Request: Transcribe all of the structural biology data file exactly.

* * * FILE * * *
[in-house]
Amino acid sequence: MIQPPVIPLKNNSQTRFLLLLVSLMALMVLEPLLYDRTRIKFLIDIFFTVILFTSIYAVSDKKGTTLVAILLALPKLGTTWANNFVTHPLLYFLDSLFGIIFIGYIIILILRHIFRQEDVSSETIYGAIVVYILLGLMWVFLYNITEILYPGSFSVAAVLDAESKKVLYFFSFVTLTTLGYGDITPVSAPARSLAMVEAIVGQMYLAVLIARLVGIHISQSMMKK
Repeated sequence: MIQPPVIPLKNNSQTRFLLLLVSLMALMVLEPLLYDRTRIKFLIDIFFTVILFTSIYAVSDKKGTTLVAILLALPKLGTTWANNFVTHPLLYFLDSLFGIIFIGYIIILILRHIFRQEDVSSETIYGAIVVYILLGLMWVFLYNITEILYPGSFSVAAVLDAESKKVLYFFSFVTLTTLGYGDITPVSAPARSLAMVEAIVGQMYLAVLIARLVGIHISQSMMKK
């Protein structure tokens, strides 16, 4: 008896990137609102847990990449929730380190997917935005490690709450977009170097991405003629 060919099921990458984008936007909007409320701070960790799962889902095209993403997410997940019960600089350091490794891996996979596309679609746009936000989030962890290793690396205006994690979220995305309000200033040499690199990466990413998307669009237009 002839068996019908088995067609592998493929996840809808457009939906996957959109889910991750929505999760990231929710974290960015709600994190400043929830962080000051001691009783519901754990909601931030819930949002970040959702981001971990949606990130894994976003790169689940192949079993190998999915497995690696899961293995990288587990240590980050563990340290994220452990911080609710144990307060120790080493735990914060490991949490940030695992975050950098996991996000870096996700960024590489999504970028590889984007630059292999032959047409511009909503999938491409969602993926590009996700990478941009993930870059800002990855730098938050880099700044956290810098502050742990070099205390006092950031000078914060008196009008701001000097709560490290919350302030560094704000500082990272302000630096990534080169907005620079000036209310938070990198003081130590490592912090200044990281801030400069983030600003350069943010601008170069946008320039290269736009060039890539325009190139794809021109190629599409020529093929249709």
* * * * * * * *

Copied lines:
[in-house]
Amino acid sequence: MIQPPVIPLKNNSQTRFLLLLVSLMALMVLEPLLYDRTRIKFLIDIFFTVILFTSIYAVSDKKGTTLVAILLALPKLGTTWANNFVTHPLLYFLDSLFGIIFIGYIIILILRHIFRQEDVSSETIYGAIVVYILLGLMWVFLYNITEILYPGSFSVAAVLDAESKKVLYFFSFVTLTTLGYGDITPVSAPARSLAMVEAIVGQMYLAVLIARLVGIHISQSMMKK
Repeated sequence: MIQPPVIPLKNNSQTRFLLLLVSLMALMVLEPLLYDRTRIKFLIDIFFTVILFTSIYAVSDKKGTTLVAILLALPKLGTTWANNFVTHPLLYFLDSLFGIIFIGYIIILILRHIFRQEDVSSETIYGAIVVYILLGLMWVFLYNITEILYPGSFSVAAVLDAESKKVLYFFSFVTLTTLGYGDITPVSAPARSLAMVEAIVGQMYLAVLIARLVGIHISQSMMKK
């Protein structure tokens, strides 16, 4: 008896990137609102847990990449929730380190997917935005490690709450977009170097991405003629 060919099921990458984008936007909007409320701070960790799962889902095209993403997410997940019960600089350091490794891996996979596309679609746009936000989030962890290793690396205006994690979220995305309000200033040499690199990466990413998307669009237009 002839068996019908088995067609592998493929996840809808457009939906996957959109889910991750929505999760990231929710974290960015709600994190400043929830962080000051001691009783519901754990909601931030819930949002970040959702981001971990949606990130894994976003790169689940192949079993190998999915497995690696899961293995990288587990240590980050563990340290994220452990911080609710144990307060120790080493735990914060490991949490940030695992975050950098996991996000870096996700960024590489999504970028590889984007630059292999032959047409511009909503999938491409969602993926590009996700990478941009993930870059800002990855730098938050880099700044956290810098502050742990070099205390006092950031000078914060008196009008701001000097709560490290919350302030560094704000500082990272302000630096990534080169907005620079000036209310938070990198003081130590490592912090200044990281801030400069983030600003350069943010601008170069946008320039290269736009060039890539325009190139794809021109190629599409020529093929249709």